I woke up at six o'clock, but it was still raining outside so I went back to sleep. There was still some dripping at eight, but we got up anyway and managed to leave the camping place at ten. We intended to take a shortcut since we wanted to have a bath in the hot pool nearby the camping area. The pool was quite a disappointment: cold and dirty and disregarded, and Ilkka refused to wet his swimsuit at all. Furthermore it appeared to us that it was impossible to follow the river until Reykjadalur. So we climbed back on the marked path.
From Reykjadalur we were supposed to continue an easy path running between the mountains. The path was marked on a map, but we couldn't find it in the valley. For a while we were confused and a bit lost, but then decided to follow the marked path as long as it would take us to the right direction. We also gave up and put on the GPS device for the first time. We climbed up the hill something that felt forever and from the top we could see both, the Kjölur area: the Langjökull glacier in the west, the Hofsjökull glacier in the east and the stormy clouds covering the mountains in the north, and the – not too dry either – part of Iceland south of Kerlingarfjöll.
We followed the track until it disappeared behind the mountains. We saw now where we were and took a shortcut straight towards the Klakkur hut. It was easy downhill walking and we had some fun with downhill sliding on a snow using our backpacks as sledges. However, before long we ran into a miserable scenery: there were two rivers meeting at the root of the hill, both at the bottom of a deep carved canyon. There were no point to get down and no point to cross the river.
We stopped and thought, as so many times before. The cliffs were steep and slippery and our backpacks too heavy for extreme rock climbing. The feelings started to be a little bit desperate since both of us were very tired. Finally, after some searching, Ilkka found not so steep passing which was partly covered with snow, small river running underneath. We were ready to try that and managed to get down to the river not so far away from the joining point of the two rivers.
Walked distance: 17 km
On the fifth day we had nothing but bad luck. It rained through the morning and till lunch time. By that time we had walked through windy and sandy plains and were completely wet. On lunch break near Litli-Leppir we decided to search for refuge in a nearby hut in Leppistungur. My back was sore and the way to the hut was difficult and trying: mud, Icelandic quicksand, deep ditches and bumpy terrain. It felt like forever to reach the cabin.
We found the cabin closed. It was late afternoon, the wind was getting stronger and there was no end for the rain. We sat down in miserable feelings. There were phone number on the door and since we had very little options, we decided to call the owner.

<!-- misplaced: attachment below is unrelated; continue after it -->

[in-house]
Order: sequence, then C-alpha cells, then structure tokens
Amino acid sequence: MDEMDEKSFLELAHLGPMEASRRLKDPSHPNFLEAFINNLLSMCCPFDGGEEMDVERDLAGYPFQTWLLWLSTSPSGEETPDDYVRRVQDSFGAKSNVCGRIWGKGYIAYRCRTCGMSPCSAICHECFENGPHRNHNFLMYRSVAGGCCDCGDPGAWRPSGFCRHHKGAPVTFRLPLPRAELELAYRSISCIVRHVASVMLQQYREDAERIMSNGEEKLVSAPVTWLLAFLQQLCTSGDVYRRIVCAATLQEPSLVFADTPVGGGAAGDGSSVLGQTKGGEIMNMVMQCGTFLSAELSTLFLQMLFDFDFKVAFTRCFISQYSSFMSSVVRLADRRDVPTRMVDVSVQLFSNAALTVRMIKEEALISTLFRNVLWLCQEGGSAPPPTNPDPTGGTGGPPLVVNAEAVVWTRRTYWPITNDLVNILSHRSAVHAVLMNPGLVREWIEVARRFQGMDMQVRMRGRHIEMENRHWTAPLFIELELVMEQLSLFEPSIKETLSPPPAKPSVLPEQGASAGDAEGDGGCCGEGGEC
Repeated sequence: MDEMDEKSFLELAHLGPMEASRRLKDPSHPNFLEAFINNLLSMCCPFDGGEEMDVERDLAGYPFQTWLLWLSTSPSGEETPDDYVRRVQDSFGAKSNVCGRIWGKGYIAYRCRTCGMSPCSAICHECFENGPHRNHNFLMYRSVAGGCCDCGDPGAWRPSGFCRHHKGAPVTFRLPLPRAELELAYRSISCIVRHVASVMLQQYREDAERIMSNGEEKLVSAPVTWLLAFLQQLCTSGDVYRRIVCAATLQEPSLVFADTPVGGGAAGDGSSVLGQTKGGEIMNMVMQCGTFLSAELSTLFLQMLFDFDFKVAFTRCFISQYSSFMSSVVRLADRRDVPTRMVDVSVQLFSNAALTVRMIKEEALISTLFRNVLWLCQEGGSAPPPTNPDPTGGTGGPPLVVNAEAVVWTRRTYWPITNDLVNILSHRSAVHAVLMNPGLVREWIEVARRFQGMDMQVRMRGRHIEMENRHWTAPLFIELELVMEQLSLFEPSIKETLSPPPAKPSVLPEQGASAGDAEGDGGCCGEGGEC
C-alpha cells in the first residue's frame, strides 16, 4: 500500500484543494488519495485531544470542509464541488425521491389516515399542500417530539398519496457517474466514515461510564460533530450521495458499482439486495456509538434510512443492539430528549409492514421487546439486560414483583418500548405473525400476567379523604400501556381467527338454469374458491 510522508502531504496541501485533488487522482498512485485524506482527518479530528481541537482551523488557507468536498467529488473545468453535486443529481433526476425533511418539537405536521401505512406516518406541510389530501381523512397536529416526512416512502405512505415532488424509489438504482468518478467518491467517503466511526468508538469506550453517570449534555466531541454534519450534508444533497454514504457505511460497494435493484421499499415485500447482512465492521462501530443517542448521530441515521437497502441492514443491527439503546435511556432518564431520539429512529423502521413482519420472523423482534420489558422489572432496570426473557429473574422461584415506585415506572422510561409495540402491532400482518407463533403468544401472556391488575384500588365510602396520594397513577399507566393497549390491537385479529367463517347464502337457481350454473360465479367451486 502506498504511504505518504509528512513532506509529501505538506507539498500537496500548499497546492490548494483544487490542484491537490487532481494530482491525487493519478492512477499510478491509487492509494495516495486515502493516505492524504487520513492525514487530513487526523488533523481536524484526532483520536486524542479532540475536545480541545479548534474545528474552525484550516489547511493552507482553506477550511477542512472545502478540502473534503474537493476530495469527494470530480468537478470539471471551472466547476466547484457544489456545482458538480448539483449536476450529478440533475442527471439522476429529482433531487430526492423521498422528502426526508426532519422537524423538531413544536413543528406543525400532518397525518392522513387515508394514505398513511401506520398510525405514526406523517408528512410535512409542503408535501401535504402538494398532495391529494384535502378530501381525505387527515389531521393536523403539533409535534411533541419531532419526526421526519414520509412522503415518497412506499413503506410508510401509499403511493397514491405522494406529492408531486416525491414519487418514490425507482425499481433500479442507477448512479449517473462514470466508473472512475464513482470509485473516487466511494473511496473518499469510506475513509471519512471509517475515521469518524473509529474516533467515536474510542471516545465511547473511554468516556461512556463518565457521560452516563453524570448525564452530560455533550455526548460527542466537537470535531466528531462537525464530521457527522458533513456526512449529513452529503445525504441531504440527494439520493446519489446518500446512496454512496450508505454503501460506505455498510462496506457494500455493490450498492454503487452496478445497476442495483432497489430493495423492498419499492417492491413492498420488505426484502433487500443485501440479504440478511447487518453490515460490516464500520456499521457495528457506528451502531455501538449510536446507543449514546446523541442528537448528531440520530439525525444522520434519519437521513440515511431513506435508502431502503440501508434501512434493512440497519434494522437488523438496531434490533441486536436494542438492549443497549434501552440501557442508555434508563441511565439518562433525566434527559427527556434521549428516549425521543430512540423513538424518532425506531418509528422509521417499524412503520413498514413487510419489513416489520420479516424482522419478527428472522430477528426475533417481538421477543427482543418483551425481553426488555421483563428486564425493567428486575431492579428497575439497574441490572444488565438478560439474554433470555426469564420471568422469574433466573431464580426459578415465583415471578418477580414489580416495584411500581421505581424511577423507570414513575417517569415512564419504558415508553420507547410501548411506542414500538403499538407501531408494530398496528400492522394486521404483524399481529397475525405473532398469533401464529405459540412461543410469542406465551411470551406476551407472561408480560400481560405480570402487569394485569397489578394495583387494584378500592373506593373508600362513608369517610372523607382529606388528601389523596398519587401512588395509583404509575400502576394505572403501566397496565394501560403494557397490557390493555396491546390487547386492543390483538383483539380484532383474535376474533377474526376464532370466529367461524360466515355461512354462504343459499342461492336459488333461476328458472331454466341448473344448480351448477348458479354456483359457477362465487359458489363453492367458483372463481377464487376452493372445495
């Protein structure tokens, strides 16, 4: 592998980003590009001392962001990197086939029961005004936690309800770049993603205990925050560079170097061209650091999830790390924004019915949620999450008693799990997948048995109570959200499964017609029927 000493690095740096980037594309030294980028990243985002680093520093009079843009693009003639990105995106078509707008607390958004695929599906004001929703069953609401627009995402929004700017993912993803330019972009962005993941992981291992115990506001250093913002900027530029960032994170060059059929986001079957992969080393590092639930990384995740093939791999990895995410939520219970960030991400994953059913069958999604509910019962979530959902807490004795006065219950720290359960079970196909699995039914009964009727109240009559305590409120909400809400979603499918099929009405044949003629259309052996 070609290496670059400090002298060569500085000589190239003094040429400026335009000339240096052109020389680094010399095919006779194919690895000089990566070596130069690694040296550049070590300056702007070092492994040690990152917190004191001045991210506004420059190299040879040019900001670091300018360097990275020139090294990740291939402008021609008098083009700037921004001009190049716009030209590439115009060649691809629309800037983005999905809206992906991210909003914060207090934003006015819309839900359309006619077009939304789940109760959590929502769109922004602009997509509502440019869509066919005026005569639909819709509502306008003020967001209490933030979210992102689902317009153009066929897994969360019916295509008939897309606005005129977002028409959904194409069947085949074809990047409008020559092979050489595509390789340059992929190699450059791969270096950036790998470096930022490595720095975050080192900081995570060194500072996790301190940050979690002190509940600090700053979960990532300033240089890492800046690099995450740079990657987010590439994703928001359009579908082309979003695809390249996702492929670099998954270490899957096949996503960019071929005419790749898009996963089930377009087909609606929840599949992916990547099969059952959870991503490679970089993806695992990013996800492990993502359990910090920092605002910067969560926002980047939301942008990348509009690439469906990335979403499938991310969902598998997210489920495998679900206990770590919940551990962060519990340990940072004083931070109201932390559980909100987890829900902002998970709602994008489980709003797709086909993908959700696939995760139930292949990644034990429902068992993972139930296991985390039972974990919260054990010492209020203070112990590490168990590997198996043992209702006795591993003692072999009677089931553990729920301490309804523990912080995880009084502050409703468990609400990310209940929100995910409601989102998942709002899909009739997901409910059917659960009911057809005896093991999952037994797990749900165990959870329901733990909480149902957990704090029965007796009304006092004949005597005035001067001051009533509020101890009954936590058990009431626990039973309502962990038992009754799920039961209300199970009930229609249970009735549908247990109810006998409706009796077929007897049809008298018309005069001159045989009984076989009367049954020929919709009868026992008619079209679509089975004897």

The owner charged us 5 000 ISK each to sleep in the cabin ("Is there a massage included?" I remember muttering). Fortunately I had that amount in cash and we got in. The place was cold and gloomy, but we were happy to find out that there was a fireplace that could be heated with wood and there were also logs for it!
We hung out our stuff to dry and started to plan our next move. Leppistungur located further in the west, almost 10 km's from our original camping place and, because of the sudden change in the plan, we were running late in the schedule. The next shelter would be at Sultarfit, over 30 km's from Leppistungur. Nevertheless, we decided to try.
Walked distance: 13 km Hut price: 5000 ISK each
We woke up at four a.m. and had good breakfast before leaving. I had woken up several times during the night and seen the sky in many manic colours. At three o'clock the sun was in the northern horizon colouring the sky with purple. Now it was as grey as the day before and as wet, but the wind had somewhat calmed down.
We started toddling towards our next destination. The day was so long, wet and horrible that I didn't even use my camera, although there were some beautiful moments, e.g. when the sun had a quick look on us between the clouds and for a second the whole wet world was full of shimmering stones and brightness.
We walked first uphill to the east, back to the planned track, then to the south and past Grænavatn. The track followed the river Stóra-Laxá which apparently (according to its name) had at some point been big and had salmon. The wind grew towards the evening and was coming this time from the south. We pushed forwards one after the other through sand and rocky plain, cursing the wind and the rain. The wind was exhausting, so strong that it was difficult to breathe or walk any faster. Though good thing was that we stayed quite dry because of the wind.
After 12 hours, over 30 km's we reached the hut in Sultarfit. Before the hut we had to take our shoes off for two river crossings and between those we got completely covered with a rain cloud that wet us thoroughly. So we were wet once more, weary, sore and so miserable that even the fact, that the cabin was again closed and empty, couldn't make any difference. There were phone numbers but for the first time there were no signal.
There was empty stable on the yard and we retired in that. We decided to put up a tent inside. The floor was dirty, but we were so tired that we didn't really care. At least the tent would stay dry.
Walked distance: over 30 km
To be continued...